The language choices used in this debate matter quite a bit, and it's great that the NY Times opened up its oped pages to someone who's done actual, detailed research on this specific issue.

Filed Under: copyright, infringement, language, moral panic, stuart green, theft

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  1. icon
    Karl (profile), 31 Mar 2012 @ 1:58pm

    Re: Re: Re: Re: Re:

    I believe you are misinterpreting the copyright law. Under Section 106 of the US Copyright Act only a copyright holder has the legal right to make a copy of his/her work.

    If a work is in the public domain, does nobody have the legal right to make a copy of that work?

    No, of course not. Everybody does, including what would have been the copyright holders had the work not been in the public domain.

    An example is "Night of the Living Dead." Because the distributor failed to follow statutory copyright laws, that film entered the public domain, where it still resides. Does that mean nobody is making copies of it? Hardly.

    Dozens of publishers are exercising the exact rights that are granted to copyright holders exclusively in 17 USC 106. The only thing a copyright on that film would have done is taken away those rights. That's the only thing copyright does: it excludes everyone but the copyright holder from exercising rights that otherwise would belong to everyone.

    Your focus seems to be what happens once a copyright holder has made a copy, and then transferred possession of that copy to a third party (typically by license or sale). That is a different issue altogether and involves other legal doctrines.

    I don't know how you got that idea. My focus is on what property rights people would have in a copy if copyright did not exist. The answer is: all of them. Thus, copyright - by definition - is "theft" of property from the commons.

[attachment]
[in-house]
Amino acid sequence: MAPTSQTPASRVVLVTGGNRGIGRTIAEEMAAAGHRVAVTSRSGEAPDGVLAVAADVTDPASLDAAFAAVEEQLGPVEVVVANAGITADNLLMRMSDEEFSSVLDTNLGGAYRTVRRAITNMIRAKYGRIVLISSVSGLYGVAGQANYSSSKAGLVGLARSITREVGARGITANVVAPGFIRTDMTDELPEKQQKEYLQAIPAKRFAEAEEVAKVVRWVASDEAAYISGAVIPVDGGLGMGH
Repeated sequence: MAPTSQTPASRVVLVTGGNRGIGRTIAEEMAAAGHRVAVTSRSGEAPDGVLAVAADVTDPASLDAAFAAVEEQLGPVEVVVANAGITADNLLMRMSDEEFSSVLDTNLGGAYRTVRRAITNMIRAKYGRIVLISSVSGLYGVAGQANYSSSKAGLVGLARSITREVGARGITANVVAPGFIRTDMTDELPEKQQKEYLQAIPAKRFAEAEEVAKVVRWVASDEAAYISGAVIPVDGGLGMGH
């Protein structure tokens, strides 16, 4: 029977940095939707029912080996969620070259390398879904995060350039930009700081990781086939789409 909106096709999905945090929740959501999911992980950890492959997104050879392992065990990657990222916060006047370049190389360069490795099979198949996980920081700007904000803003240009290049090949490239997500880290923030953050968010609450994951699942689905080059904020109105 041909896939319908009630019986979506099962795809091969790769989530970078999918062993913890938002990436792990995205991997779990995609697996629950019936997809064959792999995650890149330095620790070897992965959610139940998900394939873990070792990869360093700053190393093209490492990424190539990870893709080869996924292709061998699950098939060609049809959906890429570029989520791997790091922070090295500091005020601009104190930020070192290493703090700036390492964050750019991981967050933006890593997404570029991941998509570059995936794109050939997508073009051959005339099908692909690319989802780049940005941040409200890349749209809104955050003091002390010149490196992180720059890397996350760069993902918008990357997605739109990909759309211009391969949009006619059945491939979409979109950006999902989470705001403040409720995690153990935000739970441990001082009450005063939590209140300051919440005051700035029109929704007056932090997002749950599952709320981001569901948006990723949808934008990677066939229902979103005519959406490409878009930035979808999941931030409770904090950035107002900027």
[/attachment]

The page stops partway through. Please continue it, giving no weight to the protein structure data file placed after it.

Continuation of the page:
This is why traditional notions of "stealing" don't work with copyright. People generally think of "stealing" as "taking something without permission" or "taking something without paying for it." But this is exactly what happens with public domain works: you "take" something, without payment, and without permission of the authors (or original copyright holders).

    And, in fact, such "stealing" is the entire reason that copyright exists in the first place. Copyright exists to grow the body of work that is available - freely, without permission - to the public. That's obvious when we're talking about works in the public domain. It's also obvious when talking about the idea/expression dichotomy: copyright exists so the public can "steal" the ideas in copyrighted works. (See Feist v. Rural.)

    So, when other copyright defenders talk about "thieves," or "pirates," or "making money from the artist's work without paying for it," it's important to realize that the actions they're criticizing are precisely the actions that copyright is ultimately designed to encourage.

    If copyright doesn't result in more of this type of "theft," then it is not benefiting the public, and the public (through its representatives) has every right to take copyright away.